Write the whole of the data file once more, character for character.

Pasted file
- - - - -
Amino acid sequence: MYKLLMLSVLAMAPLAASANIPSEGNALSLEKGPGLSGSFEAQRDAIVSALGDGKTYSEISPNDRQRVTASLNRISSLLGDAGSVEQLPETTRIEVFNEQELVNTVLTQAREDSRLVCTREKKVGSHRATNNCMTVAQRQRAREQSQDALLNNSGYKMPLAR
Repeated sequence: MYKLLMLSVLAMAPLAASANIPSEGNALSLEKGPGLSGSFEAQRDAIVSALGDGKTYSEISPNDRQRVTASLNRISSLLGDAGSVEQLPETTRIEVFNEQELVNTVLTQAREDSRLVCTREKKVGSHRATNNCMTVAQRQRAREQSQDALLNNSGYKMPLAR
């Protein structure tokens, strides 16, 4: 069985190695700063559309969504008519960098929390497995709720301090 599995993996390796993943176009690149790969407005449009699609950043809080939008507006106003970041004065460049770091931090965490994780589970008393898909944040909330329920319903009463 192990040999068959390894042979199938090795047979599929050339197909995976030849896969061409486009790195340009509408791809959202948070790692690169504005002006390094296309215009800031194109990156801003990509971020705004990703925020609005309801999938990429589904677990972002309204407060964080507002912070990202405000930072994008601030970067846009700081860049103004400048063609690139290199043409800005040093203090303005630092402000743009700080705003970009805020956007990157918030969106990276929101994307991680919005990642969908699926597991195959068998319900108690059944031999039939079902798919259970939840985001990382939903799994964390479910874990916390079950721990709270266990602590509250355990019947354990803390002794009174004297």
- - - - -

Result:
Amino acid sequence: MYKLLMLSVLAMAPLAASANIPSEGNALSLEKGPGLSGSFEAQRDAIVSALGDGKTYSEISPNDRQRVTASLNRISSLLGDAGSVEQLPETTRIEVFNEQELVNTVLTQAREDSRLVCTREKKVGSHRATNNCMTVAQRQRAREQSQDALLNNSGYKMPLAR
Repeated sequence: MYKLLMLSVLAMAPLAASANIPSEGNALSLEKGPGLSGSFEAQRDAIVSALGDGKTYSEISPNDRQRVTASLNRISSLLGDAGSVEQLPETTRIEVFNEQELVNTVLTQAREDSRLVCTREKKVGSHRATNNCMTVAQRQRAREQSQDALLNNSGYKMPLAR
């Protein structure tokens, strides 16, 4: 069985190695700063559309969504008519960098929390497995709720301090 599995993996390796993943176009690149790969407005449009699609950043809080939008507006106003970041004065460049770091931090965490994780589970008393898909944040909330329920319903009463 192990040999068959390894042979199938090795047979599929050339197909995976030849896969061409486009790195340009509408791809959202948070790692690169504005002006390094296309215009800031194109990156801003990509971020705004990703925020609005309801999938990429589904677990972002309204407060964080507002912070990202405000930072994008601030970067846009700081860049103004400048063609690139290199043409800005040093203090303005630092402000743009700080705003970009805020956007990157918030969106990276929101994307991680919005990642969908699926597991195959068998319900108690059944031999039939079902798919259970939840985001990382939903799994964390479910874990916390079950721990709270266990602590509250355990019947354990803390002794009174004297």